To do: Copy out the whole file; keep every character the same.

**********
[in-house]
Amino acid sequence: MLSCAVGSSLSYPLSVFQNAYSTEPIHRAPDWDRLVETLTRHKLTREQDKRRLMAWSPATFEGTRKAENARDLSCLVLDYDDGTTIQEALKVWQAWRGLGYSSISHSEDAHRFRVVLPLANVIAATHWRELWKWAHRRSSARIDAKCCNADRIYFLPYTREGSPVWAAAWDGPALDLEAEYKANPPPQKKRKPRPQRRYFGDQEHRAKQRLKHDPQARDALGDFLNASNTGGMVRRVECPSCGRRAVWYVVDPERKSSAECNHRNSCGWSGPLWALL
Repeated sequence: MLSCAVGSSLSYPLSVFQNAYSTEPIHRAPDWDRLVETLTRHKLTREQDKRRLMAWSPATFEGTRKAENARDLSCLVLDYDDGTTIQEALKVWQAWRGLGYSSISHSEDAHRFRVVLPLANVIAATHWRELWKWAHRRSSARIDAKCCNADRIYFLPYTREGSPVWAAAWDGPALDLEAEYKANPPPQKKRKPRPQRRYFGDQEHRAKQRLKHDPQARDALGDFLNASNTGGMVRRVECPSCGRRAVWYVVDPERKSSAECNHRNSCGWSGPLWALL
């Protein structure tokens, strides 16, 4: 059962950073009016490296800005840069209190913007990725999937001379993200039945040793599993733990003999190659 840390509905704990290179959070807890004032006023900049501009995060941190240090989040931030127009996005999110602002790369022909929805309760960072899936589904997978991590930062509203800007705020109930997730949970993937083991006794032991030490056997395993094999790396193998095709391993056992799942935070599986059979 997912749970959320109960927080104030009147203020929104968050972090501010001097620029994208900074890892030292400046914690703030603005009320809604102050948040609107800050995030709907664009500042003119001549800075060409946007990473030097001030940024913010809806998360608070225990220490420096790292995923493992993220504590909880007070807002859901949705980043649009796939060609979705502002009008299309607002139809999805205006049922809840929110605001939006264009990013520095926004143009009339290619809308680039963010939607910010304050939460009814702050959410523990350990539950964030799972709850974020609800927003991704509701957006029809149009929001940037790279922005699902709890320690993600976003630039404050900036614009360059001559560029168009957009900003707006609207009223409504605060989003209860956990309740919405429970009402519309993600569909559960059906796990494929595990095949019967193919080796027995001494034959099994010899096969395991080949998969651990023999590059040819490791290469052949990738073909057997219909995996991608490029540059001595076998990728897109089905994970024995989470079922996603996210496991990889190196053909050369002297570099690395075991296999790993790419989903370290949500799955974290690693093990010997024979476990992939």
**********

[in-house]
Amino acid sequence: MLSCAVGSSLSYPLSVFQNAYSTEPIHRAPDWDRLVETLTRHKLTREQDKRRLMAWSPATFEGTRKAENARDLSCLVLDYDDGTTIQEALKVWQAWRGLGYSSISHSEDAHRFRVVLPLANVIAATHWRELWKWAHRRSSARIDAKCCNADRIYFLPYTREGSPVWAAAWDGPALDLEAEYKANPPPQKKRKPRPQRRYFGDQEHRAKQRLKHDPQARDALGDFLNASNTGGMVRRVECPSCGRRAVWYVVDPERKSSAECNHRNSCGWSGPLWALL
Repeated sequence: MLSCAVGSSLSYPLSVFQNAYSTEPIHRAPDWDRLVETLTRHKLTREQDKRRLMAWSPATFEGTRKAENARDLSCLVLDYDDGTTIQEALKVWQAWRGLGYSSISHSEDAHRFRVVLPLANVIAATHWRELWKWAHRRSSARIDAKCCNADRIYFLPYTREGSPVWAAAWDGPALDLEAEYKANPPPQKKRKPRPQRRYFGDQEHRAKQRLKHDPQARDALGDFLNASNTGGMVRRVECPSCGRRAVWYVVDPERKSSAECNHRNSCGWSGPLWALL
């Protein structure tokens, strides 16, 4: 059962950073009016490296800005840069209190913007990725999937001379993200039945040793599993733990003999190659 840390509905704990290179959070807890004032006023900049501009995060941190240090989040931030127009996005999110602002790369022909929805309760960072899936589904997978991590930062509203800007705020109930997730949970993937083991006794032991030490056997395993094999790396193998095709391993056992799942935070599986059979 997912749970959320109960927080104030009147203020929104968050972090501010001097620029994208900074890892030292400046914690703030603005009320809604102050948040609107800050995030709907664009500042003119001549800075060409946007990473030097001030940024913010809806998360608070225990220490420096790292995923493992993220504590909880007070807002859901949705980043649009796939060609979705502002009008299309607002139809999805205006049922809840929110605001939006264009990013520095926004143009009339290619809308680039963010939607910010304050939460009814702050959410523990350990539950964030799972709850974020609800927003991704509701957006029809149009929001940037790279922005699902709890320690993600976003630039404050900036614009360059001559560029168009957009900003707006609207009223409504605060989003209860956990309740919405429970009402519309993600569909559960059906796990494929595990095949019967193919080796027995001494034959099994010899096969395991080949998969651990023999590059040819490791290469052949990738073909057997219909995996991608490029540059001595076998990728897109089905994970024995989470079922996603996210496991990889190196053909050369002297570099690395075991296999790993790419989903370290949500799955974290690693093990010997024979476990992939």